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Great Bend pilot remembered
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An undated photo of pilot Roger Brining. - photo by COURTESY PHOTO

Friends remember Roger Brining, one of two people who passed away in a plane wreck Sunday afternoon in Barton County, as a prominent and active member of the community. He was a farmer, former computer store and Internet service owner, Air Force veteran, and pilot. The other victim of the accident was 24-year-old Daniel Bishop of Clearfield, Utah, who was described as the boyfriend of Brining’s daughter, Rebecca Brining.
“Roger was very active at the Great Bend Municipal Airport, and was an enthusiastic supporter of all the airport’s activities and events,” said friend Martin Miller, Great Bend airport manager. “He was serving on the Airport Advisory Committee for the City of Great Bend, and was a past president of the Experimental Aircraft Association (EAA) Chapter 1134 based at the airport. He always demonstrated a positive attitude towards this airport and its operations, and contributed both time and money to broaden interest in aviation, the historical impact of the airport on the community. He never hesitated to volunteer when it came to exposing others to the experience of flying.”
The 1997 kit built aircraft crashed at 11:33 a.m. Sunday near the Boyd Blacktop in a corn stubble field, according to the Kansas Highway Patrol Master Trooper James Robinson. Both men were pronounced dead at the scene.
The single-engine aircraft departed from the Great Bend airport. Federal Aviation Administration spokesman Tony Molinaro said the FAA will gather information and report to the National Transportation Safety Board, which is responsible for releasing information to the public. A preliminary report usually takes about a week, with a detailed factual report typically coming weeks later.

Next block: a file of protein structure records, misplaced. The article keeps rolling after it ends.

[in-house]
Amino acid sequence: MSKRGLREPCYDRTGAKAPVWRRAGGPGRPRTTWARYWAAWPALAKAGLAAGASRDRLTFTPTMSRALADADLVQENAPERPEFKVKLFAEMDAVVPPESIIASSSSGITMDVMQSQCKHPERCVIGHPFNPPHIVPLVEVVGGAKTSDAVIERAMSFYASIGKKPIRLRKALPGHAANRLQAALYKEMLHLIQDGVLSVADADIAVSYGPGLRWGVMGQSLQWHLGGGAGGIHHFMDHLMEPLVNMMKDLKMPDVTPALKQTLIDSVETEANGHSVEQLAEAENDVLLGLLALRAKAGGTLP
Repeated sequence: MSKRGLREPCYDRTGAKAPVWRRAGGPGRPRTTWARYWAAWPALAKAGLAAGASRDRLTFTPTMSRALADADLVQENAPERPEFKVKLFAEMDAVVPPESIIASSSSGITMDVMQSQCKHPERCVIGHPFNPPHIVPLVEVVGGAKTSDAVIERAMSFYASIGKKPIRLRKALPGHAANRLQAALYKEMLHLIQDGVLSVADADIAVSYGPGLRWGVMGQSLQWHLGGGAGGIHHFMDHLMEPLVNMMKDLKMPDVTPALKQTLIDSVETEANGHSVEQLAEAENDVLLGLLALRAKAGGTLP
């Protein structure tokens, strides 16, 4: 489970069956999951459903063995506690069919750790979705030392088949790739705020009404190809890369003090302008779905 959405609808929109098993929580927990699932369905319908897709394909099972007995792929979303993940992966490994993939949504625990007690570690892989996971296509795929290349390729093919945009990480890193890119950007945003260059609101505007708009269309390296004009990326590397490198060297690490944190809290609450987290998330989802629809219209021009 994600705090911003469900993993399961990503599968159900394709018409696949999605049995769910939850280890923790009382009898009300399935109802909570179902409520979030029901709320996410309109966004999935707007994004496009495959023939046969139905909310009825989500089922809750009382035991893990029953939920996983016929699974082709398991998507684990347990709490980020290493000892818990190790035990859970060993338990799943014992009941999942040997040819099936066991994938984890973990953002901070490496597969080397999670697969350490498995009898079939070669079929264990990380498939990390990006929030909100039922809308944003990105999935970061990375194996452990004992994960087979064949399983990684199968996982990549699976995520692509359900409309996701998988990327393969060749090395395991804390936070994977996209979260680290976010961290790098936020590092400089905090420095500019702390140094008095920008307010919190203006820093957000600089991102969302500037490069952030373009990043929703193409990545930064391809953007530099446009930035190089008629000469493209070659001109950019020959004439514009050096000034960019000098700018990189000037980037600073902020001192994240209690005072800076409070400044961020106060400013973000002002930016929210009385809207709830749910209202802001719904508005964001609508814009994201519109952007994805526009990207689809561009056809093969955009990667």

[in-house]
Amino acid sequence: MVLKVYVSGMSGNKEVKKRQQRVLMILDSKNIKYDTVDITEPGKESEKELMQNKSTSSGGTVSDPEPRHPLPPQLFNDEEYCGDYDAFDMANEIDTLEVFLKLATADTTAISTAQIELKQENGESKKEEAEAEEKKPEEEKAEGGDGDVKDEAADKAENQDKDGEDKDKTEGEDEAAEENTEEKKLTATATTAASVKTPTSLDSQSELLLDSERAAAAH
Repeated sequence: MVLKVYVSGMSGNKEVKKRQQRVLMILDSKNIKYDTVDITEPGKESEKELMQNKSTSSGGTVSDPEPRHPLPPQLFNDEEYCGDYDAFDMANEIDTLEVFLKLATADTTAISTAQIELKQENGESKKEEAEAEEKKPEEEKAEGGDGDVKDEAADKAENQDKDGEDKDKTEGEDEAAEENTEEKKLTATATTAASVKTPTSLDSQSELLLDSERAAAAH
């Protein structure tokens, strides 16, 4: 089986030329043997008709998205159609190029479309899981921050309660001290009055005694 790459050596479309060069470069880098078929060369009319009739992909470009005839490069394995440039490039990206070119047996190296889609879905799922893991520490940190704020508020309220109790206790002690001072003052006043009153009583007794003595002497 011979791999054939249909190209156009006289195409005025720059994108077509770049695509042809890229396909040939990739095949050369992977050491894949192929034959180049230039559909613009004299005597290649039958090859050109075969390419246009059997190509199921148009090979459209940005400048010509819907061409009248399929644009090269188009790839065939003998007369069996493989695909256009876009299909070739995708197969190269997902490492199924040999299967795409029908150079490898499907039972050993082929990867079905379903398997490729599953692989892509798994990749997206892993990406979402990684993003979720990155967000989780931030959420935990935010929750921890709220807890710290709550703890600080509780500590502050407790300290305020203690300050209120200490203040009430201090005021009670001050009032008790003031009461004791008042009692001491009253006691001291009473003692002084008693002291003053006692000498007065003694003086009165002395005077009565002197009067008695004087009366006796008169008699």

Records show the two-seat LP-70 airplane was manufactured by Robert Schrieber. It was one of four private planes in Great Bend registered to Brining Air LLC.
Robinson said there was an eyewitness to the crash. The aircraft was flying south following NW 30 Ave. at 200-300 feet angling upward to gain altitude. The eyewitness said he heard the aircraft coming toward him and then a few moments later, it crashed.
The cause of the crash has not been determined.
It marks the third fatal plane crash in four months that involved area residents.
The two other plane crashes that have occurred in the past four months include Glenn and Elaine Mull, daughter Amy Harter and granddaughter Sami Harter. They were flying to Tennessee in  a twin-engine Gulfstream Commander 690C aircraft that crashed Feb. 3. The pilot, Glenn Mull, was the owner of Mid-Kansas Agri Co. and Mull’s Farms and Feeding, a feed yard near Pawnee Rock.
On April 22, Barton County Commissioner Don Cates died piloting an agricultural plane near Garfield.
Brining, 49, was remembered Monday morning is the prayer before the Barton County Commission meeting, offered by commissioner Don Davis. Jan Peters, president of the Great Bend Chamber of Commerce & Economic Development, also commented on the loss when she delivered a report to the commission later that morning. “Three times in four months ... this is just so sad,” she said. Brining’s widow Erika is on the chamber’s board of directors, and another daughter, Rachel Mawhirter is marketing director at the chamber.
Brining’s obituary appears on the Great Bend Tribune website.